the craze for black , brown and gold (
but just now the sensible American ,
seems to have reached the conclusion
that Nature understands this matter
pretty well after all , and that the
color she furnishes is the most appro
Possibly the faet that black is be
coming less prevalent , and the lighter
shades are taking its place , may be ac
cepted as an evidence of the advance
ment of the race intellectually , since
scientists tell us that as a nation grows
in civilization the color of the hair of
its women becomes proportionately
lighter. This may be merely scientific
theory , but the thoughtful reader will
immediate ! } ' recur to the fact that iu
most savage races the black hair is a
universal feature. However that ma } '
be , we must drop tlie theory before we
get to individuals , because , as often
occurs , a family of sNters posiessir-g
the same traits and dipoaitions and like
degrees of refinement , may , iu com
plexion and hair , present the most
striking contrast. Usually , of course ,
the complexion , the eyes and the hair
correspond in hue. The black hair and
eyes and olive complexion are natural
ly associated , while in the blond we
expect to see the hair and the skin in
harmony , with the eye of light blue or
gray ; yet this is by no means invaria
bly the case. Black hair and blue eyes
are not infrequently met , especially
among the Irish , and there is some
times a combination , such as hair of
fiery red. with very light eyes , brows
and lashes , combined with an unpleas
ant complexion , which renders tne
possessor miserable. The texture of
the hair depends very much upon its
color , and of a normal head the aver
age thickness of hair is about 400 to
the square inch ; but the blonde is fiu-
2St. with the brown , black and red
growing coarser in their order , so that
it is estimated that the finest texture
I elves a total of about 1-10,000 individ-
1 nal hairs to the head. The browa
would count up some 110.000 , the
black move than 100,000. while the red
will fall below 1)0.000. ) These are ap
proximate figures ; any one wishing to
obtain greater exactness can do so by
n little patience , and a careful 'Count.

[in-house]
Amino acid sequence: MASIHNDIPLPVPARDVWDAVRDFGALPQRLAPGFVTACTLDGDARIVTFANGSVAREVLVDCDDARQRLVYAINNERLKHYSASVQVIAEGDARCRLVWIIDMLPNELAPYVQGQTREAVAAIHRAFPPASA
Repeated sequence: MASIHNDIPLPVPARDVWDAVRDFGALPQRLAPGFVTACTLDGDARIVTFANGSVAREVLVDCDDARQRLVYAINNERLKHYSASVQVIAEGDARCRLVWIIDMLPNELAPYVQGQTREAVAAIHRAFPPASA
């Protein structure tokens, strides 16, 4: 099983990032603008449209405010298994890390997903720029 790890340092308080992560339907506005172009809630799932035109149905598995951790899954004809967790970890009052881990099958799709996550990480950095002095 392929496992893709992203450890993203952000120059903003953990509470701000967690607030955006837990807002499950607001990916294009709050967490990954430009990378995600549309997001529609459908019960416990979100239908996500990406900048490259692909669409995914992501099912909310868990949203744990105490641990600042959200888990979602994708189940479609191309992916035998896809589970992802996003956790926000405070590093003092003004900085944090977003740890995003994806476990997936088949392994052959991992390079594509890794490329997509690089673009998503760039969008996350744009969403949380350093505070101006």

A moderate estimate is that any of our
readers , in their morning toilet , will
dress from forty to fifty miles of hair
in the very few minutes usually given
to that necessary operation. As the
ordinary hair has a breaking capacity
of about four ounces , a rope composed
of all the hairs growing from a single
well-covered head would bo strong
enough to lift t least 25.000 pounds ,
or about 200 times the weight of the
wearer. ' Good Housekeeping. "
THE ZODIAC !
An ImaRlnary Belt That Anclnnt Astrono.
raers Kxtoudocl Arouiul the Heavens.
The ancient astronomers gave the
name of zodiac to an imaginary belt
extending around the heavens , having
for its middle line the ecliptic , which is
the line of the earth's orbit , or the ap
parent path of the sun through the
heavens. The ecliptic forms the cen
ter of this belt , which is about eighteen
degrees in width , which in ancient
times included the orbits of all the l
known planets about five in number
as well as the sun. The eighteen-
ilegree belt of the old-time astronomers -
mers , says the St. Louis Jlepublic , will
not now'contain the orbits of all the
recently discovered planets and aster
oids , which are now technically known
ns ultra zodiacal planets. The stars
in the zodiacal belt were grouped into
twelve constellations , to each of which
was assigned one-twelfth of the cir
cumference of the circle , or thirty de
grees. This arrangement made it pos
sible to readily define at any time the
position of the sun and the planets.
The constellations that gave rise to the
zodiacal divisions were as follows :
Aries , the ram ; Taurus , the bull ; Ge
mini , the twins ; Cancer , the crab ; Leo ,
the lion ; Virgo , the virgin ; Libra , the
balance ; Scorpio , the scorpion ; Sagit
tarius , the archer ; Capricornus , the
goat ; Aquarius , the water-bearer , and